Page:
BOGUE: Logging on to class
Collaborative virtual classrooms widen academic possibilities for students
Last spring, the University announced a partnership with Duke University that would allow the University students to take Haitian Creole while Duke students would take advantage of the University’s Tibetan language program. The technology facilitating this interaction was Cisco TelePresence, which allowed students to interact with each other via cameras, microphones, and television screens that project images of the other class. The goal of the partnership was to open up these specialized courses to a larger body of students, giving exposure to rare languages.
As a current student in the program (studying Creole), I’ve been able to witness in person the development of this new initiative. Each day, I sit down in a highly equipped room across from screens that project images of a classroom at Duke, and I learn a new language in concert with students three hours away. The real-time feed allows the professor at Duke to address University students directly: we regularly speak one-on-one with the professor and other students, addressing each other by name through personal microphones and even mimicking some form of eye-contact. Some minor adjustments are necessary, especially during tests when the professor is projected on the screen and therefore can’t be contacted privately — a problem mitigated by the presence of a knowledgeable TA — but on the whole the experience is remarkably similar to being in a traditional classroom. Through the partnership, I have gained access to one of the few centers for Haitian studies in American universities.
But Haitian Creole and Tibet are not intrinsically special. There are thousands of rare languages that could benefit from a setup similar to the Duke-U.Va. partnership. Especially for smaller universities, drumming up enough student interest to merit a program of study in rare languages is rather difficult; opening up the course to more universities, and therefore a wider student body, would allow for universities to start in instructing in rare languages with the promise of sustained interest from students. If only a handful of students at two different universities are interested in a language, they can combine to create a thriving, interactive classroom environment that justifies the investment in a new course of study.
While the program was advertised as a way to protect such languages through continued study, the potential in the virtual classroom setup is enormous. Real-time video conferencing technology promises to break down the traditional divide in higher education that limits a student’s courses to those offered at the university where he or she is enrolled. Such a divide was based purely on pragmatism and convenience; now, technology has reached a level where it can be practical to open a course to students at different institutions. As long as there is sufficient student interest and a willingness from faculty members to take on more classes, almost any course in any field of study could benefit from the collaborative virtual classrooms enabled by TelePresence technology.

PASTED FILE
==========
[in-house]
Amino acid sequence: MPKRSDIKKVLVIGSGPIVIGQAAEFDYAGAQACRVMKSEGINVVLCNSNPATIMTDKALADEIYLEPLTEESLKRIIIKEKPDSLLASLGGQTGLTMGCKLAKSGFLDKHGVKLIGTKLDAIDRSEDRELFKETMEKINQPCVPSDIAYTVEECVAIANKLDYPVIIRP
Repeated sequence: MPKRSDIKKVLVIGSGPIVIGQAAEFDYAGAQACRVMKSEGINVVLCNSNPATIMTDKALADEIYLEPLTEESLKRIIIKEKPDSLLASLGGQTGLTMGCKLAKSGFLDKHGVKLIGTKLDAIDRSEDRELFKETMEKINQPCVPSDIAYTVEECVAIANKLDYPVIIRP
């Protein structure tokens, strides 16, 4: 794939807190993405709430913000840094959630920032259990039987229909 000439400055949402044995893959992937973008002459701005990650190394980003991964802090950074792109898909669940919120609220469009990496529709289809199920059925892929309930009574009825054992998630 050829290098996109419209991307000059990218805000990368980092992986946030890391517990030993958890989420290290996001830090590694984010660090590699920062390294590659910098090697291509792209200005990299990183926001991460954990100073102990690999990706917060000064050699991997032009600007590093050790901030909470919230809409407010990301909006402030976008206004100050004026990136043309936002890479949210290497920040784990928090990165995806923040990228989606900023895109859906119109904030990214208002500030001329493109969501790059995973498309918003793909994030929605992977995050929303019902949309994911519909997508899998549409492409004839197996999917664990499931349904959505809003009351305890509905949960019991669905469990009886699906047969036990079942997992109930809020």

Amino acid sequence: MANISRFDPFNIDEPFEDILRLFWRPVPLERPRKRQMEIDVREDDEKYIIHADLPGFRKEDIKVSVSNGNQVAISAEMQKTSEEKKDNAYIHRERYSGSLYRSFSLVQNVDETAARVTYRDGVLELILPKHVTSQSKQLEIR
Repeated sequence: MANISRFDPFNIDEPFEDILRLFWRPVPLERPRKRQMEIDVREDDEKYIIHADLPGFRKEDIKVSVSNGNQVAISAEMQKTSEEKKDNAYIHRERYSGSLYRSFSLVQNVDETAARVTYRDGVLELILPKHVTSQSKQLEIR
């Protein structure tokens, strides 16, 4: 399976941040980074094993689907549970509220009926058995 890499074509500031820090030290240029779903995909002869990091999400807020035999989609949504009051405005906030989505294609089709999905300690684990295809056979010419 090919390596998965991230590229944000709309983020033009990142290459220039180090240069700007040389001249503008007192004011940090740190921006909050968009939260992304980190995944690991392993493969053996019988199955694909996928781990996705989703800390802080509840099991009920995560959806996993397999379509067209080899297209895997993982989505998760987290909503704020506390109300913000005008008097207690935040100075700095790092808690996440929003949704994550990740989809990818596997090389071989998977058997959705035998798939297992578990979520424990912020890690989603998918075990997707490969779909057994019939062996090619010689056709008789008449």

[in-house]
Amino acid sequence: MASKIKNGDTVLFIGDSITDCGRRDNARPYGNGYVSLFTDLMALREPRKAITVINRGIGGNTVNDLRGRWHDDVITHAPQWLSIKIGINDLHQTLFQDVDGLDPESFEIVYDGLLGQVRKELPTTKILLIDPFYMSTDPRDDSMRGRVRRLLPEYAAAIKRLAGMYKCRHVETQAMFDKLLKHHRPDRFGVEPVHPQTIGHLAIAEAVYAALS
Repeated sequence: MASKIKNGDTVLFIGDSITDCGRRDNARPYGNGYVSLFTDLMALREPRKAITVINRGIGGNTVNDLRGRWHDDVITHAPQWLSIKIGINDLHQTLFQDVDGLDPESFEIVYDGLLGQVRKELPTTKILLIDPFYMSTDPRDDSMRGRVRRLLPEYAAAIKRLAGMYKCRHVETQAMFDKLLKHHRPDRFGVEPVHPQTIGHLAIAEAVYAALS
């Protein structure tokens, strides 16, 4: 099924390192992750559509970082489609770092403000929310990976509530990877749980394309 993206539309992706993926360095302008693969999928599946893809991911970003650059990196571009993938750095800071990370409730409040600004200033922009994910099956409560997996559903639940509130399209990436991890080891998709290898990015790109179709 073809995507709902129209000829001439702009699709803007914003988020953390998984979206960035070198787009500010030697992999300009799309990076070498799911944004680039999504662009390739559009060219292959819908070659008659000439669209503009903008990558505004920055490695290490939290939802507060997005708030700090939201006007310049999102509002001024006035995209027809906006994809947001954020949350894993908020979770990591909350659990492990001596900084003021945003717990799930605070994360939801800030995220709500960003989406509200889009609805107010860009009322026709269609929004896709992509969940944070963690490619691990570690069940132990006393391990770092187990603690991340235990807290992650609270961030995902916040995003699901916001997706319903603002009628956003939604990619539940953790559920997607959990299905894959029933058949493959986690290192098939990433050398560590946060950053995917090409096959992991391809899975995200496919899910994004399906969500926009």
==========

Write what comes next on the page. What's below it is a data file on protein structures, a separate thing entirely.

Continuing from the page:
Of course, there are real costs associated with setting up such programs. The classrooms necessary to enable such learning must be outfitted with expensive and complex equipment to ensure a seamless experience. It takes time and effort to set up the partnership between two universities, including coordinating class schedules and access to online materials. However, costs are outweighed by synergy of learning that can extend across American universities, allowing students to explore new subjects in tandem with each other and access the resources of multiple different institutions.
What we are seeing with the massive open online courses (MOOCs), such as Politics Prof. Larry Sabato’s new course, “The Kennedy Half-Century,” is similar to the collaborative partnership between the University and Duke. Both are pursuing the same ideal: an inclusive environment of learning that opens up new subjects and professors to students at multiple universities. The MOOCs are the lecture-format version: videotaped instruction from a star professor, open to hundreds of students. The TelePresence classroom is the more intimate setting, reserved for specialist subjects that would interest a small number of students at different universities. Yet the underlying message is the same: conventional learning environments may have drawbacks, especially in that they limit the spread of ideas and knowledge to a single classroom or university. If you’re interested in studying something, don’t let the limitations of your particular university inhibit you. Push for initiatives like the partnership between U.Va and Duke. The future of higher education will depend on our concerted efforts to create an atmosphere of collaborative exploration that spans borders, giving all students a chance to study what they love.
Russell Bogue is an Opinion columnist for The Cavalier Daily. His columns run Thursdays.